Rights

#ShowYourSelfie: Girls Should Be Free From Violence

Several weeks ago I received the joyous news that a new baby girl will join my sister’s family this Spring. When my six-year-old niece was born I had the privilege of helping my sister through labor and experienced the miracle of birth. Watching new life come into the world is one of the most amazing experiences. I am overjoyed with the news of another niece on the way and will have the same incredible opportunity.

Callie and Tia
With my niece right after her birth

As I think about my beautiful niece, my nephew and the impending arrival of another sweet girl I think of all of the possibilities ahead of them. Sports activities, extra-curricular classes, school dances, college, job opportunities and having a family are life events they will experience. My niece, a very bright and outspoken six-year-old loves to read, play soccer and knows she can talk to her parents about anything.

One of the greatest things about being an aunt is the opportunity to experience and talk with them about the exciting moments in their lives. As my two nieces grow up together, the reality is they will be free to complete their education, go to college and choose if and when to get married and have children. Recently, my niece asked me, “Tia, when do you think I will get married and have children?” My response was simple:

You can choose.

As I think about their lives, I can not help but think of the reality facing most adolescent girls around the world. Instead of finishing their education, one in three girls in low to middle income countries will be married before they turn eighteen years old. Many of these girls are not much older than my niece when they are given away as child brides. Sixteen million adolescent girls give birth every year, many of them and their babies will not survive. Girls face threats of sexual assault daily, while walking to and from school, on public transportation, or while going to the bathroom. Every day, girls as young as five are forced to undergo a practice called Female Genital Mutilation (FGM). FGM, the partial or total removal of a young girl’s genitals for non-medical reasons, harms her body and leaves lasting physical and emotional effects. Choice is simply not an option.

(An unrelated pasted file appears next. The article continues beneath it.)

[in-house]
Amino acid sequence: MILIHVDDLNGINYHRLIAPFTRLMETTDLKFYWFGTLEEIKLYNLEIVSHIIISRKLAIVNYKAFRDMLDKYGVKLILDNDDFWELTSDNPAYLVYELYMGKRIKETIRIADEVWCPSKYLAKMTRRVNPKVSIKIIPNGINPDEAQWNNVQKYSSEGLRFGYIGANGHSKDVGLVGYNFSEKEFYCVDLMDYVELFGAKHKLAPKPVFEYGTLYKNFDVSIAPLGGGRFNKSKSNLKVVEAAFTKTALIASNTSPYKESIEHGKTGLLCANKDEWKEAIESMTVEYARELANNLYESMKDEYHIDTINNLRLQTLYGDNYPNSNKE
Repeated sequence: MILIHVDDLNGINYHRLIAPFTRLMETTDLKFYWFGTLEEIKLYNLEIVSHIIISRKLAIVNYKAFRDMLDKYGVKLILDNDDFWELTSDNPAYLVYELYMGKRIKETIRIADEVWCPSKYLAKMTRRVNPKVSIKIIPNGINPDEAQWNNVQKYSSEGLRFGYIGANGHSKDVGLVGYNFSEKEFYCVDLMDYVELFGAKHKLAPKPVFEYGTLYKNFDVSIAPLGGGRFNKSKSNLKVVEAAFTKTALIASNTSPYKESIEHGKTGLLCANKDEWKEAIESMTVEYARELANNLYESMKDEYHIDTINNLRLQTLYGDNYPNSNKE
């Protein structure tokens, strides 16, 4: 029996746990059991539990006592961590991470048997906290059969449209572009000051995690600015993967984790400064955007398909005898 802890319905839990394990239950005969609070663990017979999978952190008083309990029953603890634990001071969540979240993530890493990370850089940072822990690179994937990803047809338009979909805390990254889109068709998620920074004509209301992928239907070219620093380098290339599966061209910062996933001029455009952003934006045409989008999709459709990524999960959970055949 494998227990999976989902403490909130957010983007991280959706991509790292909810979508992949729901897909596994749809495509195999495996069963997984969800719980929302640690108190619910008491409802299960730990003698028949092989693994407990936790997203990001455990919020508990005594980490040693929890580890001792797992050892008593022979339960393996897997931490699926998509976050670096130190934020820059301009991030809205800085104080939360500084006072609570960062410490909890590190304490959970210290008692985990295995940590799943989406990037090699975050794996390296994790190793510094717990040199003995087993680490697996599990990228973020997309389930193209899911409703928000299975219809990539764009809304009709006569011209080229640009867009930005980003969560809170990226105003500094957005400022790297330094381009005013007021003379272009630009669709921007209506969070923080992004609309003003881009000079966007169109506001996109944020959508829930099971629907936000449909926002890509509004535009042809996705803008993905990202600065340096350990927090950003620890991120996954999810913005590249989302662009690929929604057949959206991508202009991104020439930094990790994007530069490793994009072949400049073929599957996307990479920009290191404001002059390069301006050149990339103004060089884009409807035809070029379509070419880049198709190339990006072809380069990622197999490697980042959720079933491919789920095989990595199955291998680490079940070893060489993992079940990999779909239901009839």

Girls are the future.

Like my nieces, girls around the world hold amazing potential. I have had the privilege to meet so many of them. They are organizational leaders, teachers, doctors, entrepreneurs, leaders, activists and decision-makers. We must protect them. Over the next 18 months, global leaders are creating a development agenda for the next fifteen years. Adolescent girls need to be at the heart of this agenda. In the post-2015 agenda, we must strengthen policies and systems that provide protection for adolescent girls from violence and harmful practices. As I wrote in a recent Huffington Post article, girls’ voices are valuable and need to be heard. I want to see their potential realized and strengthened.

As the post-2015 framework develops, #ShowYourSelfie is a visual petition and a powerful way to empower young people to be seen and heard by global leaders. Through this campaign, as a young person, I declare that all girls should be able to live free from violence. Let’s continue to work together and fight for their rights in the post-2015 agenda.

Want to take action?

Participate in the #ShowYourSelfie campaign and be the change for girls!

September 21st-26th Girls’ Globe will be in New York for the 2014 UN General Assembly. We are partnering with Johnson & Johnson, FHI360 and Women Deliver in support of the UN Foundation’s Every Woman Every Child to amplify the global conversation on the Millennium Development Goals and the post-2015 agenda. Follow #MDG456Live, raise your voice and join the conversation to advance women and children’s health. Sign up for the Daily Delivery and to read engaging blog posts, watch interviews and more. 

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Category: Rights
Tagged with: #InvestInGirls    #ShowYourSelfie    adolescent girls    Child Marriage    FGM    gender based violence    Girl's empowerment    Post-2015 Agenda

Diane Fender

Diane is a Global Traveler, Writer, Anthropologist and Vice President of Girls' Globe whose work has taken her throughout East Africa, Cambodia, Indonesia, Nepal, and India. She is passionate about empowering indigenous women led movements to create change for communities around the world.

See more posts from Diane